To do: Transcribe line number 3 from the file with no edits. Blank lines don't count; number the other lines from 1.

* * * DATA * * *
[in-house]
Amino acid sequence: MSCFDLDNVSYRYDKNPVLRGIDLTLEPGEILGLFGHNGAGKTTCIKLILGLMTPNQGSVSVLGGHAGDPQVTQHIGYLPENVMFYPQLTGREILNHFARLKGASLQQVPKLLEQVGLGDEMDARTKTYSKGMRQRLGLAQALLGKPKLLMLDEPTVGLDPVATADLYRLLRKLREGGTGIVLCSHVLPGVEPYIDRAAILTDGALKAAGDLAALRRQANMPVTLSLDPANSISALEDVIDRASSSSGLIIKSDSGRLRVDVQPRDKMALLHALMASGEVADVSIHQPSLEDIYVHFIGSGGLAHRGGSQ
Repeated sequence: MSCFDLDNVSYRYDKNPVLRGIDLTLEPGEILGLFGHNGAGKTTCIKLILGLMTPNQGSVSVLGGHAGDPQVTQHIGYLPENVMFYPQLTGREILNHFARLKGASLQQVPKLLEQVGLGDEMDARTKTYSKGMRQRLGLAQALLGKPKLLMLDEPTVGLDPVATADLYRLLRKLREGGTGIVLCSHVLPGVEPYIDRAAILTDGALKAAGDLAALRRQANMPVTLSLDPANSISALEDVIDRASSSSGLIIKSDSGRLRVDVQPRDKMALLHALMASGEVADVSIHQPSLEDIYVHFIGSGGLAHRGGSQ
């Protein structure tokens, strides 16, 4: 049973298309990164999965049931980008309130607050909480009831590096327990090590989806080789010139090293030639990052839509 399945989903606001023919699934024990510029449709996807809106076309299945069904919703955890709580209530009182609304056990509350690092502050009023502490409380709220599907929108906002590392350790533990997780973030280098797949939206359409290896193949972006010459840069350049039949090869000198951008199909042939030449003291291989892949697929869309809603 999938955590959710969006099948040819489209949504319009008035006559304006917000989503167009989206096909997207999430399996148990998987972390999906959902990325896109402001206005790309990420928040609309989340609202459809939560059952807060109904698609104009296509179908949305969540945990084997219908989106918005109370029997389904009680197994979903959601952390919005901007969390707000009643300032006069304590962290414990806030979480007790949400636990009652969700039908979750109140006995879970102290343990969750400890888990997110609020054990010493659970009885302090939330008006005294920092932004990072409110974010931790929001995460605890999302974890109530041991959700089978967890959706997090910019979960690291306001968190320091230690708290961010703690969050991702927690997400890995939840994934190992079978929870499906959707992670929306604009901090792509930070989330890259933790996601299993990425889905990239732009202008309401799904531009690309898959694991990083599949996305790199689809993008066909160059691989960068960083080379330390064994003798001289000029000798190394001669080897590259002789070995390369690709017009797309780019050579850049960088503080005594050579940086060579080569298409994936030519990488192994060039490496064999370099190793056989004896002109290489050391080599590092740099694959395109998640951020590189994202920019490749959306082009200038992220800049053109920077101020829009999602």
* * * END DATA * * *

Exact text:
Repeated sequence: MSCFDLDNVSYRYDKNPVLRGIDLTLEPGEILGLFGHNGAGKTTCIKLILGLMTPNQGSVSVLGGHAGDPQVTQHIGYLPENVMFYPQLTGREILNHFARLKGASLQQVPKLLEQVGLGDEMDARTKTYSKGMRQRLGLAQALLGKPKLLMLDEPTVGLDPVATADLYRLLRKLREGGTGIVLCSHVLPGVEPYIDRAAILTDGALKAAGDLAALRRQANMPVTLSLDPANSISALEDVIDRASSSSGLIIKSDSGRLRVDVQPRDKMALLHALMASGEVADVSIHQPSLEDIYVHFIGSGGLAHRGGSQ